Wednesday 23 November 2011

I Know the Cost but Not the Value

[I wrote the vast majority of this post “the morning after the night before”. I hope that 9 months later I’ve managed to finish it in a more coherent manner than I started it…]

Back in February I made a rare appearance at the eXtreme Tuesday Club and got to talk to some of the movers and shakers in the Agile world. Professionally speaking I’ve mostly been on the outside of the shop looking in through the window wondering what all the commotion is inside. By attending XTC I have been hoping to try and piece together what I’ve seen and read about the whole “movement” and how that it works in practice. As I documented in an earlier post “Refactoring – Do You Tell Your Boss?” I’ve long been struggling with the notion of Technical Debt and how I can help it get sold correctly to those who get to decide when we draw on it and when it’s paid back.

That night, after probably a few too many Staropramen, I finally got to enter into a discussion with Chris Matts on the subject and what I can’t decide is whether we were actually in agreement or, more likely, that I didn’t manage to explain correctly what I believe my relationship is with regards to identifying Cost and Value; in short, I can the former (Cost), but not the latter (Value). So maybe my understanding of what cost and value are is wrong and that’s why I didn’t quite get what he was saying (although I can’t discount the effects of the alcohol either). This post is therefore an opportunity for me to put out what I (and I’m sure some of my colleagues agree) perceive to be our place in the pecking order and the way this seems to work. I guess I’m hoping this will either provide food for thought, a safe place for other misguided individuals or a forum in which those in the know can educate the rest of us journeymen...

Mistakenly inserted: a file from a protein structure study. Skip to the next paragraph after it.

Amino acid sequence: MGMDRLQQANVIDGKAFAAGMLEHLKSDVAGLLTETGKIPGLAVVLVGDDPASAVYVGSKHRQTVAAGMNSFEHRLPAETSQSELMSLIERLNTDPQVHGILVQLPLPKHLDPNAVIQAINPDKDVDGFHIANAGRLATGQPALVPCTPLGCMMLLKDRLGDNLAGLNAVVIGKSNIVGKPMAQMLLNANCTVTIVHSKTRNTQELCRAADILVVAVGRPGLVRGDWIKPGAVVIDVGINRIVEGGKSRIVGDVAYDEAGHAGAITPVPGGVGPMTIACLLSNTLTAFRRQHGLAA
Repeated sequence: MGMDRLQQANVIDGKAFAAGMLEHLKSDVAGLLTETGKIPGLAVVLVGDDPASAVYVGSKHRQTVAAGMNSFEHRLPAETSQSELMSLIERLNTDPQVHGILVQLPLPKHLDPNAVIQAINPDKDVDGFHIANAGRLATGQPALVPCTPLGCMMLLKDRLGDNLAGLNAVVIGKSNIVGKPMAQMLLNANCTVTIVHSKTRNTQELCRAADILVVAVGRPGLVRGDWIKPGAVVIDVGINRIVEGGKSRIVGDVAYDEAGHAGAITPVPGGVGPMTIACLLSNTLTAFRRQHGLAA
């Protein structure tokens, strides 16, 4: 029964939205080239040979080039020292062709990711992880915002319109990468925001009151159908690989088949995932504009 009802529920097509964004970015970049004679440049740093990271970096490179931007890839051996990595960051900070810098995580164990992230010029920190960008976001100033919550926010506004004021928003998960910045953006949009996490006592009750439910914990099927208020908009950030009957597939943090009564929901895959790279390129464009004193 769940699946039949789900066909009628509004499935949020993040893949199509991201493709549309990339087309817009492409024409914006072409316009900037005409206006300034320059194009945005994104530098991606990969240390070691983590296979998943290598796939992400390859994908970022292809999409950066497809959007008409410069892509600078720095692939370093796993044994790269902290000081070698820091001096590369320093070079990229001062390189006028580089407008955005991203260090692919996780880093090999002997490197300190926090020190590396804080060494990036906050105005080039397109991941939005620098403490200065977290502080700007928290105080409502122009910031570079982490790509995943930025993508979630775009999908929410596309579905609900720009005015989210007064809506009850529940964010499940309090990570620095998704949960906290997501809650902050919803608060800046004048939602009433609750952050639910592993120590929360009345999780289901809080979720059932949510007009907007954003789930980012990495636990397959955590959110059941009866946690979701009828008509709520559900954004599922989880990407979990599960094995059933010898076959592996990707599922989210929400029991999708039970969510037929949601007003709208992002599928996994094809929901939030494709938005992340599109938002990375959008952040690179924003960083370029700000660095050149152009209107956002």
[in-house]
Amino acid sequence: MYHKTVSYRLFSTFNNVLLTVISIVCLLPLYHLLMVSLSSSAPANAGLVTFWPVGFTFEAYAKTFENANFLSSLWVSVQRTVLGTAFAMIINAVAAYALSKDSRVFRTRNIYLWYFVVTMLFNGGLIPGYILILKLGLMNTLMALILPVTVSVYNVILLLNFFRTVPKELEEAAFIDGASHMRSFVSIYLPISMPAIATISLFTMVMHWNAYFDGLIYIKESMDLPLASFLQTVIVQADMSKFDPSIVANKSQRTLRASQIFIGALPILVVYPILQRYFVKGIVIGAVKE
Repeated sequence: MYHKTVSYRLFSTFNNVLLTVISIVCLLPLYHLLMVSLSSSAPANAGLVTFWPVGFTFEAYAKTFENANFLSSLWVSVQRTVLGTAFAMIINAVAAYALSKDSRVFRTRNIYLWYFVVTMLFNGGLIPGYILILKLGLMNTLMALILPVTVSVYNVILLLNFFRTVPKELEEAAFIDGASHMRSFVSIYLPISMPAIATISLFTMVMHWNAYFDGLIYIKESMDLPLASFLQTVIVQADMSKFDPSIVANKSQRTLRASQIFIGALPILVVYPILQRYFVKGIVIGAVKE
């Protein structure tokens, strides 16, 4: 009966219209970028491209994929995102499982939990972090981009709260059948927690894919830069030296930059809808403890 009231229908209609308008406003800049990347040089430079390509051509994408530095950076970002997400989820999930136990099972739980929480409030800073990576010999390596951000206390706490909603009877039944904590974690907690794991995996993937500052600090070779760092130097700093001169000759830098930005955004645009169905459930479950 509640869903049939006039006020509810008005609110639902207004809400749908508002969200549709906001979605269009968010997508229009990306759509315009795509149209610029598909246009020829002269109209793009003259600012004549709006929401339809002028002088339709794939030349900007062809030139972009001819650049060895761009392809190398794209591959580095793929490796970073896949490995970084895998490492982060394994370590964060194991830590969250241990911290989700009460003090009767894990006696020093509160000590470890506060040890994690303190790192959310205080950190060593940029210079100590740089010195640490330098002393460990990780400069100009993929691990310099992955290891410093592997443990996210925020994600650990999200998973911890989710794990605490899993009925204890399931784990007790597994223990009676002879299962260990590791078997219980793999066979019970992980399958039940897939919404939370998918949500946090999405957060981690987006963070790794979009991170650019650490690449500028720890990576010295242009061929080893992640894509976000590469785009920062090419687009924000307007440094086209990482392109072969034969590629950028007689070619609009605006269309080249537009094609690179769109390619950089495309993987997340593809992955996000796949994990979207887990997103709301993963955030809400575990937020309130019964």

From the Trenches

The following example is based on a real problem, and at the time I tried to focus on what I perceived to be the value in the fixes so that the costs could be presented in a fair way and therefore an informed[*] choice would then be made.

The problem arose because the semantics of the data from an upstream system changed such that we were not processing as much data as we should. The problem was not immediately identified because the system was relatively new and so many upstream changes had been experienced that it wasn’t until the dust started to settle that the smaller issues were investigated fully.

The right thing to do would be to fix the root problem and lean on the test infrastructure to ensure no regressions occurred in the process. As always time was perceived to be a factor (along with a sprinkling of politics) and so a solution that involved virtually no existing code changes was also proposed (aka a workaround). From a functional point of view they both provide the same outcome, but the latter would clearly incur debt that would need to be repaid at some point in the future.

Cost vs Value

It’s conceivable that the latter could be pushed into production sooner because there is notionally less chance of another break occurring. In terms of development time there wasn’t much to choose between them and so the raw costs were pretty similar, but in my mind there was a significant difference in value.